Halo 5: Guardians review

Halo 5 isn't just more fun with friends, it's almost unplayable without them

Halo 5: Guardians is great if you’re a big fan of its multiplayer modes, but its campaign is the weakest of the series.
Halo 5: Guardians is great if you’re a big fan of its multiplayer modes, but its campaign is the weakest of the series.
Halo 5: Guardians is great if you’re a big fan of its multiplayer modes, but its campaign is the weakest of the series.


  • Huge new multiplayer battles in Warzone
  • Smart new REQ system
  • Campaign mode encourages playing with friends


  • Utterly inconsequential story
  • Campaign is a slog when playing alone

Halo 5: Guardians, according to its marketing, is the biggest evolution the series has ever seen. The largest demonstrable change, however, is in making the game — and by extension, the series — fully focused on its multiplayer components.

While it is possible to play Halo 5 alone — the single-player campaign will last most people about eight hours — it’s much harder to enjoy alone. This is a game that has been built to play with friends, and when fired up solo, is more often a tough, annoying slog full of repetitive battles. For those fans who are in it for Halo’s big-budget campaigns set across sprawling, distant planets, you’re going to want to bring (or make) some friends in order to get the most out of the experience.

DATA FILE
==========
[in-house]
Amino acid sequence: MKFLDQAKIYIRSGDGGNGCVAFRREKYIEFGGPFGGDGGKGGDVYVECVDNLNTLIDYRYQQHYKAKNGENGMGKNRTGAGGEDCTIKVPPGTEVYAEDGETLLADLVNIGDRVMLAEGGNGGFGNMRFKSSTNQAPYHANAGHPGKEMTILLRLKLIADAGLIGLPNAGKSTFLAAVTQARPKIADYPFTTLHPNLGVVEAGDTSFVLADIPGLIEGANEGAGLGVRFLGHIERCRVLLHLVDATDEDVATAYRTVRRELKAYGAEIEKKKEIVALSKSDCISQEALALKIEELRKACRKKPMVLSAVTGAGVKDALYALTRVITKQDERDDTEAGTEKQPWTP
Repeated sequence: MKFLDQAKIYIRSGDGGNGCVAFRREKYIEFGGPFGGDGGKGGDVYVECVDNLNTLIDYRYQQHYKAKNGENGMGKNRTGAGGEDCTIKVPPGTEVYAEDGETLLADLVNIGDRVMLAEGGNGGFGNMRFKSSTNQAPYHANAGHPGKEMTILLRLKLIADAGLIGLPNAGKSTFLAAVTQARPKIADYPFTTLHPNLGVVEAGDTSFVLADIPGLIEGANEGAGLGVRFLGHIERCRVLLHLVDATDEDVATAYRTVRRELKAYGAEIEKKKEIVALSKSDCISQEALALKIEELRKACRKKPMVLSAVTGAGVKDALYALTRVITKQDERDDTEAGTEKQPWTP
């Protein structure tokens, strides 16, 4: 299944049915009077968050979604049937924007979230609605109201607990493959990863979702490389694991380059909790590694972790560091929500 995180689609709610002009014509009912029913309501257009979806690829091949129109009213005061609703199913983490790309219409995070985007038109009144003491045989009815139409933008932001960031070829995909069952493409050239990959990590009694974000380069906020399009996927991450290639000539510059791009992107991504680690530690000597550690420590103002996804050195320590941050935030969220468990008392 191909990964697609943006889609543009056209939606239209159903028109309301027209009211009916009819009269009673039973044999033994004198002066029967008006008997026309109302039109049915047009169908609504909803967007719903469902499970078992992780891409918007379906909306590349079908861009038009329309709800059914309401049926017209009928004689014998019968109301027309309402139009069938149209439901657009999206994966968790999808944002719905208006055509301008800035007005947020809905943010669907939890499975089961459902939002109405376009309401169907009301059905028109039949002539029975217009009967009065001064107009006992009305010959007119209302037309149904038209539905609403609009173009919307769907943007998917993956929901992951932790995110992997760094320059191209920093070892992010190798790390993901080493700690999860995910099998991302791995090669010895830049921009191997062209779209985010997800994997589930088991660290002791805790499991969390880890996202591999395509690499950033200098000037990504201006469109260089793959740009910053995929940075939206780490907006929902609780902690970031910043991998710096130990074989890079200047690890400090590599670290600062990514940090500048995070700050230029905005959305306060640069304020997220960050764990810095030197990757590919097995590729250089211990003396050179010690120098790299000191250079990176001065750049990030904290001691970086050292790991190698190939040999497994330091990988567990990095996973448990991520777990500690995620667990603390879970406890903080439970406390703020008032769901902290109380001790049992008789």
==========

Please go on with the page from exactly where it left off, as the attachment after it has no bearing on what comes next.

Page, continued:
Only for the Die-Hards

Halo has always been a cooperative affair with a deep competitive multiplayer mode, and those things are preserved in Halo 5, more or less at the expense of anything else. For the first time, the series adds four-player co-op, allowing you to take on its story missions with three friends. Having at least one buddy along is, in many ways, absolutely essential. Halo 5 doesn’t just support co-op: it barely works without it.

Warzone is a huge, chaotic mashup of everything Halo 5 has to offer in one massive, exciting battle.

The game picks up some time after the events of Halo 4, following simultaneously the stories of series protagonist Master Chief, the Spartan super soldier responsible for saving humanity on more than one occasion, and a second group of Spartans on his trail. When Master Chief goes off-mission early in the game with three squad mates in pursuit of Cortana, the series’ long-running artificial intelligence companion who (spoiler alert) seemingly “died” at the end of Halo 4, the second group, Fireteam Osiris, is dispatched to rein him in. The vast majority of the game is spent with this new team as they follow in Chief’s footsteps, trying to figure out what is going on in the galaxy.

What exactly is going on is somewhat opaque. Halo is a series with rich lore but which hasn’t always been good at telling in-game stories, and that’s never been truer than in Halo 5. The story spends the lion’s share of its running time — 12 of its 15 missions — following Osiris as it tries to piece together what’s going on with Chief. Glimmers of plot, like the fact that Cortana is summoning giant ancient robots to her from various planets for reasons unknown, and that these robots are apparently causing the destruction of human colonies along the way, are doled out in short, confused bits.

As a story, Halo 5 is all setup and no payoff. It’s clear that the real tale is being told in the inevitable Halo 6, and nothing of substance happens in the interim.

That Halo 5 spends so much of its time with Osiris suggests the real purpose of the game is to launch a spinoff franchise starring the new group, but every storytelling ball is dropped along the way. Halo 5’s marketing suggests an emotional conflict between the questionably-loyal Chief and the “traitor-hunting” Osiris leader, Locke, but those moments are barely in the game.